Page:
Today called Sinop, seaport on the southern coast of the Black Sea,
northern Turkey. It lies on an isthmus linking the Boztepe Peninsula to
the mainland and is shut off from the Anatolian Plateau to the south by
high, forest-clad mountains. Because it has the only safe natural
roadstead on the north coast of Asia Minor, Sinope was in antiquity the
foremost port on the coast, with its land approaches barred by a huge
citadel (now in ruins) and its sea side defended by a strong wall. Its
decline was associated with its lack of easy access to the interior and
its rivalry with Inebolu on the west and with Samsun on the east; the
latter has emerged as the largest Turkish port on the Black Sea.
According to legend, Sinope was founded by the Amazons, who named
it after their queen, Sinova. The city's ancient inhabitants ascribed its
foundation to Autolycus, a companion of Hercules. Destroyed by the
wandering Cimmerians, it was refounded toward the end of the 7th
century BC by a colony of Milesians. It ultimately became the most
flourishing Greek settlement on the Euxine (Black) Sea. As a terminus
of the trade routes from Upper Mesopotamia, it commanded much of
the maritime trade of the Pontic region and by the 5th century BC had
established many colonies on the coast and enjoyed naval supremacy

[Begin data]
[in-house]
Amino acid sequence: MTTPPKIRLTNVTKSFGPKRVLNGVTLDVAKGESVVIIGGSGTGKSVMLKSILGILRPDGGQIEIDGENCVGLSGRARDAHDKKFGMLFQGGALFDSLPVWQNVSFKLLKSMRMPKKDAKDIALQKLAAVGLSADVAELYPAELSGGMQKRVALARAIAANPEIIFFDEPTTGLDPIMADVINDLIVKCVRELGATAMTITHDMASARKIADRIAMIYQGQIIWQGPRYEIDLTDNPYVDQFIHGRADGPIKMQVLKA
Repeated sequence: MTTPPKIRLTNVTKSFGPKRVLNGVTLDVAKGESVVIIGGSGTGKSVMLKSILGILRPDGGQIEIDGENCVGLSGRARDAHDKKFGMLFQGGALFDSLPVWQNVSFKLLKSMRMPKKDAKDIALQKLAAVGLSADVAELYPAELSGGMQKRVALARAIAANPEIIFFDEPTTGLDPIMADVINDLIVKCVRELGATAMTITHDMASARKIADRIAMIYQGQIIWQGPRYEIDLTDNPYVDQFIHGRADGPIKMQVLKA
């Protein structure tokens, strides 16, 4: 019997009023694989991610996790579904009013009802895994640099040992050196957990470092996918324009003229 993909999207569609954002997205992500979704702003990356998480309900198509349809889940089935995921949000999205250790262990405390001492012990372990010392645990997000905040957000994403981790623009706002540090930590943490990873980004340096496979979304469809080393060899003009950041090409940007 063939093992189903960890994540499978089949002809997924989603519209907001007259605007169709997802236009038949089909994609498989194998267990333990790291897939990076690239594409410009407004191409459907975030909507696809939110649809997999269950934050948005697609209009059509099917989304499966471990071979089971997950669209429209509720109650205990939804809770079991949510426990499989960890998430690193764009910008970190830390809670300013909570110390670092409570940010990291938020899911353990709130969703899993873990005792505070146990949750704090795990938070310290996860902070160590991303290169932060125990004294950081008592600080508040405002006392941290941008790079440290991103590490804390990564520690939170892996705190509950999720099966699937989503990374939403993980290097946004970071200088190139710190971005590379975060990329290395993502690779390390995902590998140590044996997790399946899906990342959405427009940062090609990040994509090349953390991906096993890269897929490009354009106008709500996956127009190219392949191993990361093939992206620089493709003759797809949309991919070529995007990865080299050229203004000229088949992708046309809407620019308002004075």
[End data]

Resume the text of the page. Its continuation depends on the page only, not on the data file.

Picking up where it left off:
in the Black Sea. In 183 BC it was taken by Pharnaces I and became
the capital of the Pontic kings. Under Mithridates VI the Great, who was
born there (as was the 4th-century-bc founder of the Cynic sect,
Diogenes), it enjoyed a high degree of prosperity and was embellished
with fine buildings, naval arsenals, and well-built harbours. The Roman
Lucius Licinius Lucullus captured the seaport in 70 BC, and the city
was nearly destroyed by fire.
Taken by the Seljuq Turks from the Comneni of Trebizond (modern
Trabzon) in AD 1214, it was incorporated into the Ottoman Empire in
1458. In November 1853, shortly after the outbreak of the Crimean
War, the Russian navy dramatically attacked Sinop, destroying the
Ottoman fleet and reducing large parts of the city to ashes.
Sinop's extant monuments include a ruined ancient citadel rebuilt
during Byzantine and Seljuq periods, some isolated columns and
inscribed stones built into the old walls and dating from the early Greek
and Roman periods, and the Alâeddin Cami (a mosque), built in 1214.
A 13th-century Alâiye religious school now houses the local museum.
Sinop is linked by road with Samsun and by sea with Istanbul.
The hinterland around Sinop is drained by the Gök River and is
mountainous and partly forested. Agriculture employs most of the
labour force. Corn (maize), flax, and tobacco are grown in the valleys
and on the fertile coastal strip. Pop. (1985) city, 23,148.